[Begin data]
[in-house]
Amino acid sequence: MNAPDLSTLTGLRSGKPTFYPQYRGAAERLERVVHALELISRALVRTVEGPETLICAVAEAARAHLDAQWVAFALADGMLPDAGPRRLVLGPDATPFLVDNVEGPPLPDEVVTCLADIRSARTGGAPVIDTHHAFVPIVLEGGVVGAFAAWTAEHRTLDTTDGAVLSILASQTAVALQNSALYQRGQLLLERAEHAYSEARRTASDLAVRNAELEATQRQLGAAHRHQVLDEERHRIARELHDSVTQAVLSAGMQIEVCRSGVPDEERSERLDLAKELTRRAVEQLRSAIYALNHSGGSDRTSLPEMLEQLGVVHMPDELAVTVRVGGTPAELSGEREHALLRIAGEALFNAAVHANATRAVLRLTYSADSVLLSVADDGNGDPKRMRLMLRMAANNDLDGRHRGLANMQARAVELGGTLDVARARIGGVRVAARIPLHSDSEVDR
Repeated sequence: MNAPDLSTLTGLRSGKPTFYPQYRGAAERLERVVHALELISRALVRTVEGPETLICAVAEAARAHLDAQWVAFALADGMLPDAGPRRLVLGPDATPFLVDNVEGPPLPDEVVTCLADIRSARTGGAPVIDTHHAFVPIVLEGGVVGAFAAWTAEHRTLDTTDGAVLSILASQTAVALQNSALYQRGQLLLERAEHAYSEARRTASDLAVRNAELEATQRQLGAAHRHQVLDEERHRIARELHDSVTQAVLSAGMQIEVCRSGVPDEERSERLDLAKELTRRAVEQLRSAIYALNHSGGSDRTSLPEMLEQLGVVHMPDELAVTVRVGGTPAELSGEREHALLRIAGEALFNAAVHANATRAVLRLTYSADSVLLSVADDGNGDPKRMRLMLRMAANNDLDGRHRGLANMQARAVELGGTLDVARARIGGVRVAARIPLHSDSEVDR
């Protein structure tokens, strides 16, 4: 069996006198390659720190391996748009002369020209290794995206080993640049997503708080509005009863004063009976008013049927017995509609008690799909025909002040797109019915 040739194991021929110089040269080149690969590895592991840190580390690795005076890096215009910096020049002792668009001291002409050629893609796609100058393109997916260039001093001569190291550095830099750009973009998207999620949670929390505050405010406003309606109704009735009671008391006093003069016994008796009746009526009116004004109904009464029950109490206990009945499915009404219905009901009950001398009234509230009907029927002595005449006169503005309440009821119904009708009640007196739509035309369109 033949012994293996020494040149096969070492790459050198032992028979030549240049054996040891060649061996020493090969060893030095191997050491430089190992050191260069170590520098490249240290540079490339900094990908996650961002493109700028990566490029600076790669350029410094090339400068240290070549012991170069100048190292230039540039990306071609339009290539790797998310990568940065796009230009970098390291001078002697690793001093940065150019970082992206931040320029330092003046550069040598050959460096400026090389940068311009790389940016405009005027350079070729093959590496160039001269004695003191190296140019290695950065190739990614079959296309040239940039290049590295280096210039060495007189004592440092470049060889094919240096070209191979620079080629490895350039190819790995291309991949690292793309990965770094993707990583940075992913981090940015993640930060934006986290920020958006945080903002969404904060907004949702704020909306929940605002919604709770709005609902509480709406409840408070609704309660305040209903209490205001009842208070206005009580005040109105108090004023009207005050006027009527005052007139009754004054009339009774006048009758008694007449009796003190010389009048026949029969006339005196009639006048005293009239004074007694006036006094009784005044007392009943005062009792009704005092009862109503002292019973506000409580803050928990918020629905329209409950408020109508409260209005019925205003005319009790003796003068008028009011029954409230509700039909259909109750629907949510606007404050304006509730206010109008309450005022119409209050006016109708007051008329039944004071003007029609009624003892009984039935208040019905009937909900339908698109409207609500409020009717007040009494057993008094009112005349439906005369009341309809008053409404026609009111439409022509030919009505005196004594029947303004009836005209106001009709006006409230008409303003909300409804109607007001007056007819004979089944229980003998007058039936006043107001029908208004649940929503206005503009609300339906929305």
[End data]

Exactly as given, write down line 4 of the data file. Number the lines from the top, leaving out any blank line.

């Protein structure tokens, strides 16, 4: 069996006198390659720190391996748009002369020209290794995206080993640049997503708080509005009863004063009976008013049927017995509609008690799909025909002040797109019915 040739194991021929110089040269080149690969590895592991840190580390690795005076890096215009910096020049002792668009001291002409050629893609796609100058393109997916260039001093001569190291550095830099750009973009998207999620949670929390505050405010406003309606109704009735009671008391006093003069016994008796009746009526009116004004109904009464029950109490206990009945499915009404219905009901009950001398009234509230009907029927002595005449006169503005309440009821119904009708009640007196739509035309369109 033949012994293996020494040149096969070492790459050198032992028979030549240049054996040891060649061996020493090969060893030095191997050491430089190992050191260069170590520098490249240290540079490339900094990908996650961002493109700028990566490029600076790669350029410094090339400068240290070549012991170069100048190292230039540039990306071609339009290539790797998310990568940065796009230009970098390291001078002697690793001093940065150019970082992206931040320029330092003046550069040598050959460096400026090389940068311009790389940016405009005027350079070729093959590496160039001269004695003191190296140019290695950065190739990614079959296309040239940039290049590295280096210039060495007189004592440092470049060889094919240096070209191979620079080629490895350039190819790995291309991949690292793309990965770094993707990583940075992913981090940015993640930060934006986290920020958006945080903002969404904060907004949702704020909306929940605002919604709770709005609902509480709406409840408070609704309660305040209903209490205001009842208070206005009580005040109105108090004023009207005050006027009527005052007139009754004054009339009774006048009758008694007449009796003190010389009048026949029969006339005196009639006048005293009239004074007694006036006094009784005044007392009943005062009792009704005092009862109503002292019973506000409580803050928990918020629905329209409950408020109508409260209005019925205003005319009790003796003068008028009011029954409230509700039909259909109750629907949510606007404050304006509730206010109008309450005022119409209050006016109708007051008329039944004071003007029609009624003892009984039935208040019905009937909900339908698109409207609500409020009717007040009494057993008094009112005349439906005369009341309809008053409404026609009111439409022509030919009505005196004594029947303004009836005209106001009709006006409230008409303003909300409804109607007001007056007819004979089944229980003998007058039936006043107001029908208004649940929503206005503009609300339906929305």